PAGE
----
Russia, Germany criticize US threat to sanction Nord Stream 2

Russia and Germany have rejected the recent U.S. threat to sanction the Nord Stream 2 gas pipeline, criticizing the move as disregard for Europe’s energy sovereignty.

The Nord Stream 2 gas pipeline, stretching 1,230 km from Russia to Germany via the Baltic Sea, involves the construction of two pipelines with a total capacity of 55 billion cubic meters per year from the Russian coast to Germany. The project is scheduled to start operation in the middle of 2020.

The Kremlin said on Thursday that Washington’s threat to impose sanctions on the Nord Stream 2 as well as the second line of the TurkStream pipeline stretching from Russia to Turkey across the Black Sea is “unfair competition.”

“This is a continuation of negative manifestations, a continuation of a rough line on the introduction of various restrictions, a rough pressure on European business, which includes our companies,” Kremlin Spokesman Dmitry Peskov told reporters.

He reiterated that with its threat, the United States is trying to force Europeans to buy more expensive U.S. liquefied gas on less favorable terms.

Kremlin’s statement came one day after U.S. Secretary of State Mike Pompeo sent fresh warnings of possible sanctions to companies involved in the two projects.

Pompeo claimed these projects are not commercial but serve as Moscow’s tools to exploit European dependence on Russia’s energy supplies that ultimately undermine transatlantic security.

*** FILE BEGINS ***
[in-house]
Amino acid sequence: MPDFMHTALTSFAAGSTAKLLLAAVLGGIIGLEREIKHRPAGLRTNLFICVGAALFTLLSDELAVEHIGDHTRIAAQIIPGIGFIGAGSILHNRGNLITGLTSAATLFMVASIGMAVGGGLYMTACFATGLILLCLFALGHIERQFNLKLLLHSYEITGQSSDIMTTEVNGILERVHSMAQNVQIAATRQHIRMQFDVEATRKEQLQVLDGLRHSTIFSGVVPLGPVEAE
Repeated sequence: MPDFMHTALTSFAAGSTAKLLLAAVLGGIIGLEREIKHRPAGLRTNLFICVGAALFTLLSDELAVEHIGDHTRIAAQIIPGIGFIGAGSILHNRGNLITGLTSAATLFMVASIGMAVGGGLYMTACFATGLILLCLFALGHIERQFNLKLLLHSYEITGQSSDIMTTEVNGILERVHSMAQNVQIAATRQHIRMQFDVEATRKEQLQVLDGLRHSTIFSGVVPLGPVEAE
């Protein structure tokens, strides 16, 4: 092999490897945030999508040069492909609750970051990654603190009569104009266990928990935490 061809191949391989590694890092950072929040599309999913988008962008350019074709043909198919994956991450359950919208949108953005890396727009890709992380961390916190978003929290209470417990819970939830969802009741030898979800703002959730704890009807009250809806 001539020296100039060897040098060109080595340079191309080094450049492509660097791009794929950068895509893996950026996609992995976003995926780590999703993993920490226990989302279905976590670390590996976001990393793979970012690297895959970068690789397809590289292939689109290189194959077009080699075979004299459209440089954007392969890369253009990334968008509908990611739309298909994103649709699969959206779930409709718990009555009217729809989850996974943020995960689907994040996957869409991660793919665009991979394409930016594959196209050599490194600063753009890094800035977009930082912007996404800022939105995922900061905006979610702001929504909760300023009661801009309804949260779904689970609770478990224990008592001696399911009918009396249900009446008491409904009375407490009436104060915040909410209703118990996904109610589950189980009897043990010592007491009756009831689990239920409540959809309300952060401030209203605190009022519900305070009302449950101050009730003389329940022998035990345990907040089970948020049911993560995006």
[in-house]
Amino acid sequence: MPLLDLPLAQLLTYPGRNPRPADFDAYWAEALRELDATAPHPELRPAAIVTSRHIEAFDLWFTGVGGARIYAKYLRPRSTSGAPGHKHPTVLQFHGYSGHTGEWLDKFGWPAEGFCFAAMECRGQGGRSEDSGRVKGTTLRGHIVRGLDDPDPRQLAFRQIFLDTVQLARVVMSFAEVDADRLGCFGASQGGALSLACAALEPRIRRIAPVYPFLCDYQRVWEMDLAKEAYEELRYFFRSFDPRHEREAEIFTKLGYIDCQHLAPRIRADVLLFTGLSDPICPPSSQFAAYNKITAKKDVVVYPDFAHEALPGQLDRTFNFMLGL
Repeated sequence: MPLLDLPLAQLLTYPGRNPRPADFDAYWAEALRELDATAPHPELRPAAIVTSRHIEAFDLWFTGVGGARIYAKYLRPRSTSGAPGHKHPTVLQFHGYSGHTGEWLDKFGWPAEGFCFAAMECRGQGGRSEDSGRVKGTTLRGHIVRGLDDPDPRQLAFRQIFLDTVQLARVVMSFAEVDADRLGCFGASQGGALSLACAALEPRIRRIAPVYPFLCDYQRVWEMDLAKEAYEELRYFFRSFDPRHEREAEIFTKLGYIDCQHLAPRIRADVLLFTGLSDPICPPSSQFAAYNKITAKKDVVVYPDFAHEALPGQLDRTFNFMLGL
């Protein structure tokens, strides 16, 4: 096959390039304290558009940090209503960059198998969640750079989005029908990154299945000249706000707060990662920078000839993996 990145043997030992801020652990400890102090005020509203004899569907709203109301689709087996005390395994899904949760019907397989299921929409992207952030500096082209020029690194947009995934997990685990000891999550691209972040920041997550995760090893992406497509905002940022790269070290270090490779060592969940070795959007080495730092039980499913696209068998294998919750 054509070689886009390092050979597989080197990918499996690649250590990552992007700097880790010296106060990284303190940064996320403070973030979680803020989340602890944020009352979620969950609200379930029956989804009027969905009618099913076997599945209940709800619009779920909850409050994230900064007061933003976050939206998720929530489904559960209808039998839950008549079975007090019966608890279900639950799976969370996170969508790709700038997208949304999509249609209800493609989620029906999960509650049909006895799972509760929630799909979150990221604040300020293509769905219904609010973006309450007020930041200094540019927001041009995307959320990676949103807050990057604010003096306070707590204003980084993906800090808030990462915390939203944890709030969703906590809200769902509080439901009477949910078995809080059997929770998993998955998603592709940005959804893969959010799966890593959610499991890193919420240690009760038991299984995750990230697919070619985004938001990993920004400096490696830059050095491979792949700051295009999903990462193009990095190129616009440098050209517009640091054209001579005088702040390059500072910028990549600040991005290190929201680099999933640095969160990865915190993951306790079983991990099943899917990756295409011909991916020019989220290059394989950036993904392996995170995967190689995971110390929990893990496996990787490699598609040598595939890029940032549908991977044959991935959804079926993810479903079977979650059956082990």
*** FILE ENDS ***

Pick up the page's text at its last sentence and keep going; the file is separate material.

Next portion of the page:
“Companies aiding and abetting Russia’s malign influence projects will not be tolerated,” he noted. “Get out now or risk the consequences.”

As a matter of fact, U.S. President Donald Trump has long voiced his discontentment about the Nord Stream 2 project, complaining about Germany’s large payment to Russia on energy and “delinquency” on military spending.

In response to Washington’s threat, German Foreign Minister Heiko Maas said “European energy policy is made in Europe.”

“By announcing measures that will also sanction European companies, the U.S. government is disregarding the right and sovereignty of Europe to decide where and how we source our energy,” said Maas in a statement.

“European energy policy is made in Europe and not in Washington. We clearly reject extraterritorial sanctions,” Maas added.

Mass said that the German government had held numerous talks with the United States in recent weeks as Washington was planning to tighten a sanctions law against Nord Stream 2. The law — U.S. Protecting Europe’s Energy Security Act — was enacted in late December 2019.

Peter Beyer, the German government coordinator for transatlantic relations, also tweeted Thursday that the United States should grant Europe comprehensive energy sovereignty.

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